Young Americans turn out in record numbers in polls
LAS VEGAS – Energized by various social issues, youth voters in the US turned out in record numbers during the Nov. 6 midterm polls, a Filipino activist from the University of Nevada, Las Vegas (UNLV) said here yesterday.
Karl Catarata, a third year political science major at UNLV and youth coordinator of the National Federation of Filipino-American Association, said the issues on migration, education and the economy drove the youth from the Asia Pacific-American community, including Filipinos, to vote in the recent elections.
“The youth (made sure that their voices are heard),” Catarata told the journalists participating in the US government-organized International Reporting Tour for 2018 Midterm Polls in Los Angeles, California and Las Vegas, Nevada.
Citing estimates of the Center for Information and Research on Civic Learning and Engagement at Tufts University in Medford, Massachusetts, 31 percent of voters aged 18 to 29 cast their votes, significantly higher than the 10 percent voter turnout during the midterm polls in 2014.
Various groups, Catarata noted, did door-to-door advocacy and phone banking, where they called on young voters to avail themselves of early voting. They also used social media to underscore the need for young people to exercise their civic duty to vote, Catarata added. Although Catarata was born in the US, he said his heart goes out to people who will be affected by the immigration policies of the US government.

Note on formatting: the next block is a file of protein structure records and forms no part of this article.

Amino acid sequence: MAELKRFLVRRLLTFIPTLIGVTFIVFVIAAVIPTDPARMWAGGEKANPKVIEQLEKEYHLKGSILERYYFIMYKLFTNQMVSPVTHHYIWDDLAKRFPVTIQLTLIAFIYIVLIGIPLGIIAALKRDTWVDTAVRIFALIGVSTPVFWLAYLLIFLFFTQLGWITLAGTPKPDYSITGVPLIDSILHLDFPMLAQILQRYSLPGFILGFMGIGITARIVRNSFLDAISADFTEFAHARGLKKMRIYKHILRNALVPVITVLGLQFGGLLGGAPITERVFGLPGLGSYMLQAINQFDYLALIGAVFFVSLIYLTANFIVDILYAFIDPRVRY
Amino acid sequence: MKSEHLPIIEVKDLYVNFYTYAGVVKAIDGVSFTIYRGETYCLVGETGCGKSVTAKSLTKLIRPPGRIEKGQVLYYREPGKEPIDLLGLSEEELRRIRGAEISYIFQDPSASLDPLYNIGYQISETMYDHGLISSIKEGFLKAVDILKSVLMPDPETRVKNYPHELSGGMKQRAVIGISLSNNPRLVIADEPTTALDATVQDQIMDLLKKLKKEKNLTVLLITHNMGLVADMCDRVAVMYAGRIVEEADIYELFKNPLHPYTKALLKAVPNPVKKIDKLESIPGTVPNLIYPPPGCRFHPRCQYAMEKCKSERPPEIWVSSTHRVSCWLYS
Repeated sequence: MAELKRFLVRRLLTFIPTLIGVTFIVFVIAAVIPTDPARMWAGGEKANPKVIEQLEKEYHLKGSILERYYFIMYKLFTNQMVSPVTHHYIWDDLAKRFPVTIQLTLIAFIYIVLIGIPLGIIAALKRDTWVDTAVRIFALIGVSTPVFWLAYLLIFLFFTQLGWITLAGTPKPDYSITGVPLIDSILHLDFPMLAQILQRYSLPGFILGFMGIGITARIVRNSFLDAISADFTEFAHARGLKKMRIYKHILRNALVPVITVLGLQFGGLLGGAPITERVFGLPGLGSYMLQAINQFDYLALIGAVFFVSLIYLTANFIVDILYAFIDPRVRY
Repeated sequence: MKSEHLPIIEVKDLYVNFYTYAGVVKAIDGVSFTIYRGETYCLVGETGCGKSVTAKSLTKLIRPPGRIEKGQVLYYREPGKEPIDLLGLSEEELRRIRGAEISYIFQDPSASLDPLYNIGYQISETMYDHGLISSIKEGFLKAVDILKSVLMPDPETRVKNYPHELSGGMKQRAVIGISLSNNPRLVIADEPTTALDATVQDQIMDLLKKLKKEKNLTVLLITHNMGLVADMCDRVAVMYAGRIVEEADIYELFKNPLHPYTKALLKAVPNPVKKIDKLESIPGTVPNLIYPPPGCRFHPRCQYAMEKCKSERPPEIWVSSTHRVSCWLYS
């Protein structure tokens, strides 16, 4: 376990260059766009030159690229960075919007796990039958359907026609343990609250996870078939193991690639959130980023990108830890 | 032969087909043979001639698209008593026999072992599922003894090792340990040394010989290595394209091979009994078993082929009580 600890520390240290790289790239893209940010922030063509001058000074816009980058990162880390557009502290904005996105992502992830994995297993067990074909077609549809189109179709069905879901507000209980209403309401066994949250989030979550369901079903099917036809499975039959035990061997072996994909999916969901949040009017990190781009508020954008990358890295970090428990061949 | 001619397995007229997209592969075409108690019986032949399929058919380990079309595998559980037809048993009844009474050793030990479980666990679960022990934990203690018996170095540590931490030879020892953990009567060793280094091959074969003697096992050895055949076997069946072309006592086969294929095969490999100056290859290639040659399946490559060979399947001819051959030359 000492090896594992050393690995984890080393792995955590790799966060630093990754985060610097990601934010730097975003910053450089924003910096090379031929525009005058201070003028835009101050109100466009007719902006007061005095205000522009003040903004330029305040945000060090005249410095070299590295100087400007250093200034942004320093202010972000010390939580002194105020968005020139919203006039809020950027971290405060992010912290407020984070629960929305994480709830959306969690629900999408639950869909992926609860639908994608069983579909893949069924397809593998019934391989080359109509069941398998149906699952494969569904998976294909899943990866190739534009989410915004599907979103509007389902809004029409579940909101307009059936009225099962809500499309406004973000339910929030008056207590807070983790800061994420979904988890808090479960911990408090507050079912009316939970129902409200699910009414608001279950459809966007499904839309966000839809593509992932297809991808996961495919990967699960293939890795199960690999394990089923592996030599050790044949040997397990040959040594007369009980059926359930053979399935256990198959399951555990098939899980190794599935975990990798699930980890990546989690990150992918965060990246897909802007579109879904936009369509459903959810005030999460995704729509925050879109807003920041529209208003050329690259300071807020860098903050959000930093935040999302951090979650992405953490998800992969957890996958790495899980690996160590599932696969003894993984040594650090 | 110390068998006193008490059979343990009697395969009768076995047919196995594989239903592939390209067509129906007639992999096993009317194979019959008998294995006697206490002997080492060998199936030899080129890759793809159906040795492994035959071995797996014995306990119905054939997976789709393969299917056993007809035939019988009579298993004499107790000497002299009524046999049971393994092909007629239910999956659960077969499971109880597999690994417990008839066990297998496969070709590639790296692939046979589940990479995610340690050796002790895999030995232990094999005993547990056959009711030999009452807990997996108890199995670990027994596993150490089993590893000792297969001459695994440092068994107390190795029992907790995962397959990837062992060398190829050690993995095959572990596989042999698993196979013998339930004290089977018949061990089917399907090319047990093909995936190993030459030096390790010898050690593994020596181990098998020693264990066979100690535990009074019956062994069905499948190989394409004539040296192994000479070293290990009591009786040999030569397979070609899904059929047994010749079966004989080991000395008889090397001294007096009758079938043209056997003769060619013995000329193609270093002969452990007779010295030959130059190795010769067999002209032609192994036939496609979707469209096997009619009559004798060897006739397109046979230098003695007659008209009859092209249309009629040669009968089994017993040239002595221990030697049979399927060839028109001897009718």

“(Migration, education and the economy) are the salient issues that (Pacific Islanders) and Americans have in Nevada. That’s why in these elections, we really worked hard to make sure that there will be a high voter turnout among the youth,” said Catarata, whose parents Carlo and Norleen moved from Cebu and Leyte, respectively, in the mid-1990s.
The election fever also caught up with 18-year-old Issa Avenido, who is majoring in biology at UNLV. While Avenido’s Green Card doesn’t allow her to vote, she is looking forward to the day when she can.
“I was really excited to see people voting. It’s encouraged in my class. One of my classes gives us incentives – three points in attendance – to vote and one of my classes was cancelled because the professor wanted us to vote,” Avenido said.
Avenido’s family moved to the US after she graduated from high school and she claimed it was her first time to be in “an environment where voting is encouraged.”
This early, Avenido has a guiding principle in choosing candidates – their platform of government.
“One thing is for sure, I want someone who knows what is right and what is wrong. Someone who is strong-willed to say ‘we have to change this, we have to do something about it,’” Avenido said.
Avenido said she will not choose candidates just because they are popular.